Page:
Passing comments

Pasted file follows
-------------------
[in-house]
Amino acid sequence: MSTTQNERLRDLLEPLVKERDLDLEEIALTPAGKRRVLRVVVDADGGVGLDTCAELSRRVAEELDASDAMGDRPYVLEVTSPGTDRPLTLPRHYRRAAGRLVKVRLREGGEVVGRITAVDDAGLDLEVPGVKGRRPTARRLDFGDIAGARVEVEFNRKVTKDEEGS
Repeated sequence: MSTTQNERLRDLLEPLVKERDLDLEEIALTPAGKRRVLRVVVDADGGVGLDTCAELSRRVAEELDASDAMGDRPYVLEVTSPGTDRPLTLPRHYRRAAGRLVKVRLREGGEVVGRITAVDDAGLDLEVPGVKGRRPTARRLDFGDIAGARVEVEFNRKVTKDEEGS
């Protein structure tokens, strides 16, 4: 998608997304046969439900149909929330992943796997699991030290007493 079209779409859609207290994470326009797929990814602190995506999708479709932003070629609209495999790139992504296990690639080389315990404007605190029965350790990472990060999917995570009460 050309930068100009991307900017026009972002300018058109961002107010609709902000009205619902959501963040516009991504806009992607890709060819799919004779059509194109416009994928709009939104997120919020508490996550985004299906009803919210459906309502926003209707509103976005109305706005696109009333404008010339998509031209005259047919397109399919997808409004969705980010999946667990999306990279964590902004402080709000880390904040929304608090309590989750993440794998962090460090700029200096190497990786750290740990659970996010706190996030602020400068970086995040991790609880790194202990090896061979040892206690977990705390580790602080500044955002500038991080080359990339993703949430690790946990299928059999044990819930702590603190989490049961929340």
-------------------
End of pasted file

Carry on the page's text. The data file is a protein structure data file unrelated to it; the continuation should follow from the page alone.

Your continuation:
In the last analysis, the Stalinist opinion of any country depends solely on whether the country concerned accepts unquestioningly the leadership of Stalin, or not. What is laudable in Bulgaria becomes blameworthy in Yugoslavia. Indeed, the very same attributes which are supposed to make Poland and Rumania Socialist countries earn for Yugoslavia the label of “Fascist.” The nationalisation of industry, the suppression of free speech, the dictatorship of a single party, all these, when found in Albania and Hungary, show those countries to be People’s Republics, while, when found in Yugoslavia, they prove conclusively that Tito is a tyrant and a reactionary. The latest example of this occurs in connection with the nationalisation of industry. When jt was announced in November 1947 that the Polish government had agreed to pay compensation to British shareholders in respect of shares that they had held in Poland’s nationalised industries, the Daily Worker made no complaint; but on March 8th, 1951, the Daily Worker comments sourly on the payment of compensation by Yugoslavia for exactly the same purpose. The same measure, in fact, which is praiseworthy in Poland warrants, in Yugoslavia, the statement that British capitalist interests “appear to have found Tito’s methods of nationalisation quite helpful.”